Brazil airline Azul scraps IPO, cites adverse market conditions
* Azul to monitor markets to reconsider IPO in the future
* Azul was expected to raise 1 billion reais in IPO
By Juliana Schincariol
RIO DE JANEIRO, Aug 19 (Reuters) - Azul Linhas Aéreas Brasileiras SA, Brazil's third-biggest airline, on Monday said it gave up plans for an initial public offering due to adverse market conditions.
The company said in a statement, however, that it still intends to launch an IPO in the future and that it will keep monitoring markets to find the best moment to do so.
Sources had told Reuters in June that Azul was considering postponing its IPO as investors became more averse to taking risk in Brazilian markets.
The total size of the transaction had been expected to reach about 1 billion reais ($414 million), according to sources.
Azul had announced the IPO in May, under which it would have sold stock in a primary offering to raise funds for corporate purposes, with shareholders partially exiting their stake in the company through a so-called secondary offering.
Stock market newcomers in Brazil face a difficult environment as investors grow increasingly disappointed with the country's high inflation rates and faltering economic growth.
The benchmark Bovespa stock index has shed 15 percent so far this year, while the currency is also down about 15 percent.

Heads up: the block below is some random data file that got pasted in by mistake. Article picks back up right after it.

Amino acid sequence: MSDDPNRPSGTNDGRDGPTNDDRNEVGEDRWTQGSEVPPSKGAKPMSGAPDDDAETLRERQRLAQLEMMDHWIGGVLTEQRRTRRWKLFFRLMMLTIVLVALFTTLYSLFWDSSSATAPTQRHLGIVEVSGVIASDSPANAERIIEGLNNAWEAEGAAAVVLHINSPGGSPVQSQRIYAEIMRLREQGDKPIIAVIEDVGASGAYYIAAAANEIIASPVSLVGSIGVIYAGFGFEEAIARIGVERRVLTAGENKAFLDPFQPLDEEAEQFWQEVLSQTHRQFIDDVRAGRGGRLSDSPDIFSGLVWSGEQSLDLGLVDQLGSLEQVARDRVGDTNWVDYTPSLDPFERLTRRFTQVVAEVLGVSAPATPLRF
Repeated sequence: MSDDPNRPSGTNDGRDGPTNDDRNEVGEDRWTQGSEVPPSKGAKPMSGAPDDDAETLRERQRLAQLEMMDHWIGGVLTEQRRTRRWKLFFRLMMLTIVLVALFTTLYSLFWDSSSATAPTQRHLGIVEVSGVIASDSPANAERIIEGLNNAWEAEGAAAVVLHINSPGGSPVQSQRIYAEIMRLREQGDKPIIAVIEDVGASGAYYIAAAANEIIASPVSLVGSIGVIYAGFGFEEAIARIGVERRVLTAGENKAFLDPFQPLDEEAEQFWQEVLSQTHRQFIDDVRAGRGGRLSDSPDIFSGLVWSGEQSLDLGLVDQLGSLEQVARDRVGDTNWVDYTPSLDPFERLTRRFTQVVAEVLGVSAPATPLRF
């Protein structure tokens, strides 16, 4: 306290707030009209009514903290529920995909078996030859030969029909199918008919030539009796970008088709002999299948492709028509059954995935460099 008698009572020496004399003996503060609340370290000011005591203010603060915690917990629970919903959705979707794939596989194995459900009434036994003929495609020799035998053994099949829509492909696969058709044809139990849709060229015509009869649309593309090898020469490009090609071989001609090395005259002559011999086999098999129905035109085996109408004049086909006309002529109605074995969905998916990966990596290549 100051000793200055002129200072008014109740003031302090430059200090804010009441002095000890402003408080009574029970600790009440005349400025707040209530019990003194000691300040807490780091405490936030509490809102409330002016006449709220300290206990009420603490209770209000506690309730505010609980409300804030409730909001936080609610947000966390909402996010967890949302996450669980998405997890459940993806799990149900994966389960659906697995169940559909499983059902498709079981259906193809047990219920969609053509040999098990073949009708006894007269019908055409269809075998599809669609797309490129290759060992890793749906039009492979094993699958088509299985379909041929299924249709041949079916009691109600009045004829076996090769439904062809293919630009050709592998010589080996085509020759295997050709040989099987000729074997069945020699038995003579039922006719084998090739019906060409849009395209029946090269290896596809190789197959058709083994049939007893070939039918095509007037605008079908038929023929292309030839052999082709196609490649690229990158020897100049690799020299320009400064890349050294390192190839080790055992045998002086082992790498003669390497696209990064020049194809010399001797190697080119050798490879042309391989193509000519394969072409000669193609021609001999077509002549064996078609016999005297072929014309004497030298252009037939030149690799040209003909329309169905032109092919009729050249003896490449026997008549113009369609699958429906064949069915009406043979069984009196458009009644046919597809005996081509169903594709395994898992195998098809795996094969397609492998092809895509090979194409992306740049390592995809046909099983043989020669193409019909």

Azul said in a recent securities filing that funds from the IPO would be used to purchase new planes, add routes and reinforce working capital. Part of the proceeds would be used to pay off some loans and make lease payments on five aircraft.
Azul, founded by Brazilian-born entrepreneur David Neeleman, competes against LATAM Airlines Group and Gol Linhas Aereas Inteligentes SA by offering low fares and direct routes between under-served cities. It is the fourth low-cost airline launched by Neeleman, who is best known for founding U.S. carrier JetBlue Airways Corp.
Among Azul partners are Gávea Investimentos, the Rio de Janeiro-based asset management company controlled by JPMorgan Chase & Co. and U.S. private equity firm TPG.
The company had hired the investment banking units of Banco Santander Brasil, Banco do Brasil SA, Itaú Unibanco Holding SA and Morgan Stanley & Co to handle the deal.